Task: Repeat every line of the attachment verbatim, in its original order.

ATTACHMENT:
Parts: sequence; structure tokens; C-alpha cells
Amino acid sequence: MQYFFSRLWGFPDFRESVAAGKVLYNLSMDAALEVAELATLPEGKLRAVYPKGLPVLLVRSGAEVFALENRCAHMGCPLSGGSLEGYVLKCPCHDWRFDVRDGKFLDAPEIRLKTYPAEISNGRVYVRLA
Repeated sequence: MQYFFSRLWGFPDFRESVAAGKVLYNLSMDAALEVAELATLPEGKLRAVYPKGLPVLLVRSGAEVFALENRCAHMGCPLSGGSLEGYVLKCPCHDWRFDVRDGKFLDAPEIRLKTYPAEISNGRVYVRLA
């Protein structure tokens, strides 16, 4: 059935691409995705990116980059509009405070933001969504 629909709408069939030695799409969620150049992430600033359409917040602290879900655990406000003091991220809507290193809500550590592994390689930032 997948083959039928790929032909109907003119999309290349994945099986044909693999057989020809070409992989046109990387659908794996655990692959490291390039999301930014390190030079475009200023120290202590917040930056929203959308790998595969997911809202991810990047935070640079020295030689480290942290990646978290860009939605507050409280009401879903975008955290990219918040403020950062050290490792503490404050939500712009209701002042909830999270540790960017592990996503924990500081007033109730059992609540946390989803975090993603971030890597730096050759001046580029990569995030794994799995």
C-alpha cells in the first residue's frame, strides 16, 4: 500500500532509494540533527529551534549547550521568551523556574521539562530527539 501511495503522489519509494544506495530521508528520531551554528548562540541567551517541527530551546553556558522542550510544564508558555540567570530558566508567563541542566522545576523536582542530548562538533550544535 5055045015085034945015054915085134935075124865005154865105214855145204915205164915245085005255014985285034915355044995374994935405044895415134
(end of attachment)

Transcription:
Parts: sequence; structure tokens; C-alpha cells
Amino acid sequence: MQYFFSRLWGFPDFRESVAAGKVLYNLSMDAALEVAELATLPEGKLRAVYPKGLPVLLVRSGAEVFALENRCAHMGCPLSGGSLEGYVLKCPCHDWRFDVRDGKFLDAPEIRLKTYPAEISNGRVYVRLA
Repeated sequence: MQYFFSRLWGFPDFRESVAAGKVLYNLSMDAALEVAELATLPEGKLRAVYPKGLPVLLVRSGAEVFALENRCAHMGCPLSGGSLEGYVLKCPCHDWRFDVRDGKFLDAPEIRLKTYPAEISNGRVYVRLA
């Protein structure tokens, strides 16, 4: 059935691409995705990116980059509009405070933001969504 629909709408069939030695799409969620150049992430600033359409917040602290879900655990406000003091991220809507290193809500550590592994390689930032 997948083959039928790929032909109907003119999309290349994945099986044909693999057989020809070409992989046109990387659908794996655990692959490291390039999301930014390190030079475009200023120290202590917040930056929203959308790998595969997911809202991810990047935070640079020295030689480290942290990646978290860009939605507050409280009401879903975008955290990219918040403020950062050290490792503490404050939500712009209701002042909830999270540790960017592990996503924990500081007033109730059992609540946390989803975090993603971030890597730096050759001046580029990569995030794994799995």
C-alpha cells in the first residue's frame, strides 16, 4: 500500500532509494540533527529551534549547550521568551523556574521539562530527539 501511495503522489519509494544506495530521508528520531551554528548562540541567551517541527530551546553556558522542550510544564508558555540567570530558566508567563541542566522545576523536582542530548562538533550544535 5055045015085034945015054915085134935075124865005154865105214855145204915205164915245085005255014985285034915355044995374994935405044895415134